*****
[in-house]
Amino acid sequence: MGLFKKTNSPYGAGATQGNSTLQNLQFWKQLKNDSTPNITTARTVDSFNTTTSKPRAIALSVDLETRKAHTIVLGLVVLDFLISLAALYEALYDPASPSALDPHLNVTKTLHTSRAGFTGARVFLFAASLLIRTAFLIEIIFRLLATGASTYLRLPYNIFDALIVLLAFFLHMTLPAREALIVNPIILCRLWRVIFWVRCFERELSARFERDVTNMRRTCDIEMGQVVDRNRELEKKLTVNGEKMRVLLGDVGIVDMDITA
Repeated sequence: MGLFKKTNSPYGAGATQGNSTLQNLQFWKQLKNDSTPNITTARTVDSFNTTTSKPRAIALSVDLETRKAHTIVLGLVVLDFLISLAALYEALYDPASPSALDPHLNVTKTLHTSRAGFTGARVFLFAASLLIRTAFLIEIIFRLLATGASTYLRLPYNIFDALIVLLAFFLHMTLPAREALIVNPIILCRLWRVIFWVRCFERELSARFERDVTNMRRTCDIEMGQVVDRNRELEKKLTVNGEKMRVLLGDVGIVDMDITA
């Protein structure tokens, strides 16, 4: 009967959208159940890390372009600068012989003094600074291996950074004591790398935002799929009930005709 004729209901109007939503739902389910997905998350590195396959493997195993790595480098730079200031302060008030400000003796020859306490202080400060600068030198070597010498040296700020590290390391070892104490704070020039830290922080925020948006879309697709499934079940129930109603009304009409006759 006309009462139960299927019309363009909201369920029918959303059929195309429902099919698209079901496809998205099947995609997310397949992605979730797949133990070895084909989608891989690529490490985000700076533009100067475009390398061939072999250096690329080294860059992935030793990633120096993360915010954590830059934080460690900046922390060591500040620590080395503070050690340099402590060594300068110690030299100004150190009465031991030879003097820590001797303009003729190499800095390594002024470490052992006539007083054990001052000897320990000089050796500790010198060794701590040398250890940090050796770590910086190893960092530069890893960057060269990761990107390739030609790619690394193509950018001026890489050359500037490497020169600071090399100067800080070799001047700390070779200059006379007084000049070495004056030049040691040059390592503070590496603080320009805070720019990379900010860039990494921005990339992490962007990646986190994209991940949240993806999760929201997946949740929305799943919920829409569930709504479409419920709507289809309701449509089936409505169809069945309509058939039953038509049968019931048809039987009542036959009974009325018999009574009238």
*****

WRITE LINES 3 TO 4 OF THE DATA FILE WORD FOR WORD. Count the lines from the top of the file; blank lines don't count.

Repeated sequence: MGLFKKTNSPYGAGATQGNSTLQNLQFWKQLKNDSTPNITTARTVDSFNTTTSKPRAIALSVDLETRKAHTIVLGLVVLDFLISLAALYEALYDPASPSALDPHLNVTKTLHTSRAGFTGARVFLFAASLLIRTAFLIEIIFRLLATGASTYLRLPYNIFDALIVLLAFFLHMTLPAREALIVNPIILCRLWRVIFWVRCFERELSARFERDVTNMRRTCDIEMGQVVDRNRELEKKLTVNGEKMRVLLGDVGIVDMDITA
């Protein structure tokens, strides 16, 4: 009967959208159940890390372009600068012989003094600074291996950074004591790398935002799929009930005709 004729209901109007939503739902389910997905998350590195396959493997195993790595480098730079200031302060008030400000003796020859306490202080400060600068030198070597010498040296700020590290390391070892104490704070020039830290922080925020948006879309697709499934079940129930109603009304009409006759 006309009462139960299927019309363009909201369920029918959303059929195309429902099919698209079901496809998205099947995609997310397949992605979730797949133990070895084909989608891989690529490490985000700076533009100067475009390398061939072999250096690329080294860059992935030793990633120096993360915010954590830059934080460690900046922390060591500040620590080395503070050690340099402590060594300068110690030299100004150190009465031991030879003097820590001797303009003729190499800095390594002024470490052992006539007083054990001052000897320990000089050796500790010198060794701590040398250890940090050796770590910086190893960092530069890893960057060269990761990107390739030609790619690394193509950018001026890489050359500037490497020169600071090399100067800080070799001047700390070779200059006379007084000049070495004056030049040691040059390592503070590496603080320009805070720019990379900010860039990494921005990339992490962007990646986190994209991940949240993806999760929201997946949740929305799943919920829409569930709504479409419920709507289809309701449509089936409505169809069945309509058939039953038509049968019931048809039987009542036959009974009325018999009574009238």